Once I discovered ESPN Page 2, I was thrilled because Halberstam was listed as one of their writers. Unfortunately, it was not for too long because September 11 kind of drove the sports part out of him. He still wrote on sports and was on his way to do a book on quarterback Y.A. Tittle when he died. But the daily obsession with sports became something uncomfortable to Halberstam. This article was his take on the first anniversary of the attacks. It pretty much sums up Halberstam. It is weird, when I list my favorite books on places like mySpace or whatever, The Fifties usually is there. How in the world did a textbook end up on a site like that? That was the kind of impact that sportswriter had on me. Apparently, that was a common opinion. Check out this article by a very good sportswriter Jim Caple. And then, no surprise here, there is the article by the most likely successor to Halberstam - Bill Simmons. I had to laugh when I saw that when I got ready to post this.

Apr 16, 2007

Freedom of Speech Part 2

I know I visited this issue a few weeks back after the court case. But this is a different element of the all-inclusive Freedom of Speech. As anyone who lives outside of a cave would know, radio host Don Imus got in a world of trouble recently for calling the Rutgers University girls basketball team a bunch of "Nappy Headed Hos." This led to much public uproar, calls for his ouster, MSNBC dropping the telecast of his show, CBS canceling his show on radio, and having the Rev. Al Sharpton come swooping in to "help" facilitate an apology meeting between Imus and the Rutgers team.

I am not going to defend Imus It was a horrible thing to say - regardless of the racial element of it. I don't know what context could have predicated a comment like that. I have a hard time believing that there IS an appropriate context for that to be said. But, I get a little touchy about this stuff. We see people make derogatory comments about gays, blacks, arabs, hispanics and get raked across the coals. They get fired or suspended or forced to go through counseling and therapy to "uncover the source of their hate." But, media people can make horrible and derogatory comments about men, whites, and Christians and float away on a cloud with nary a problem in the world. You don't believe me? We have seen Isaiah Washington, Tim Hardaway, and Don Imus publicly crucified for their comments, but Rosie O'Donnell has likened fundamental Christians to Islamic terrorists on more than one occasion and walked away unscathed. Media people slam Elizabeth Hasselbeck from The View for her conservative Christian views and we don't hear a peep. And how exactly were Imus' comments any different than the filth that Howard Stern punches out every day?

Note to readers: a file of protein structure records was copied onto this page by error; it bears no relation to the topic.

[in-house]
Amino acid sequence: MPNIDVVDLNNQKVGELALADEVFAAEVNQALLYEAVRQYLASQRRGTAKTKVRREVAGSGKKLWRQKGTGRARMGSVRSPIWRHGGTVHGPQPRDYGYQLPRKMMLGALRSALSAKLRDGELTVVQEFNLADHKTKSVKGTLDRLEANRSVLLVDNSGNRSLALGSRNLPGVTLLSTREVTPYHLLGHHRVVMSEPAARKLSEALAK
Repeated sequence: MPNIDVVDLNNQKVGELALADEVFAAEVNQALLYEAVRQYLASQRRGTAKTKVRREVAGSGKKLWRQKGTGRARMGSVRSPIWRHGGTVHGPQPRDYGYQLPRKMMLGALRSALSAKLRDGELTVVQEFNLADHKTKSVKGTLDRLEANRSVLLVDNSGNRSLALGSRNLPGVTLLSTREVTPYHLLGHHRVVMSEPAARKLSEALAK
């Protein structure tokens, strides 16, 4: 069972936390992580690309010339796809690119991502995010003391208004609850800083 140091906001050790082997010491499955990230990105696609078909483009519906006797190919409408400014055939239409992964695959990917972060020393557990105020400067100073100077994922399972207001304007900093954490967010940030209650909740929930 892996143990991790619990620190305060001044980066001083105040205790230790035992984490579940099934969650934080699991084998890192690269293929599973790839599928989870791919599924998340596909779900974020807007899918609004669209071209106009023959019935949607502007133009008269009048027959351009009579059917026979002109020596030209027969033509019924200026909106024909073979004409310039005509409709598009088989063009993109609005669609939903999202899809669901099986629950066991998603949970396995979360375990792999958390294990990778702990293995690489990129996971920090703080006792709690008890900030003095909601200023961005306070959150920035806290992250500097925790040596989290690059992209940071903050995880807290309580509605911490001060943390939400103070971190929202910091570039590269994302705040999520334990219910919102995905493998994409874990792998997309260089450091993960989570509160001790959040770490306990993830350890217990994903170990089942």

So, Imus, who was lambasted by the liberal media has now found himself a defender - in the aforementioned Rosie O'Donnell. She says she is afraid that she is going to become a target. Huh? How did that jump get made? She - the massive liberal mouthpiece - has begun publicly wondering if she is next as a target of the Conservative Conspiracy. Wait a minute - wasn't she one of the ones going after Imus? Wasn't it her buddies leading that charge? How did she spin that so quickly.

In addition, the gay movement has also seized upon this opportunity to point out that there is nothing on the books to protect them from "hate crimes" - like the "crime" of Imus' outburst. One prominent gay blogger went on a big rampage about how Imus got fired, but people like Mel Gibson, Isaiah Washington, and Tim Hardaway did not because their outbursts were at gays. So, now they are again pushing for support to be included in the Federal Hate Crime laws. If you speak out against homosexuality, you could be seen as guilty of a hate crime.

This is where I get confused. According to the media, we want to have the freedom of speech to bash conservatives, Christians, Republicans - and of course to look at porn. But, the Freedom of Speech does NOT cover bashing minorities or homosexuals. From what I understood from all of my history classes in college (of which there were many), the Freedom of Speech was intended to give people the right to speak without fear of government reprisal - as long as it was not damaging to others (ala the "fire in a crowded theatre" argument). So, where is that line? When does it become damaging to others?

I firmly believe that hateful and incendiary comments about minorities should not be allowed. I don't know if I would classify Imus' comment as hateful or just the idiotic ramblings of a very old man. But what exactly is a hateful comment? If I stand up and say something like "I hate this group," is that worthy of arrest? And why is that different if you replace the words "this group" with "religious people." In addition, are you honestly going to tell me that porn is NOT damaging?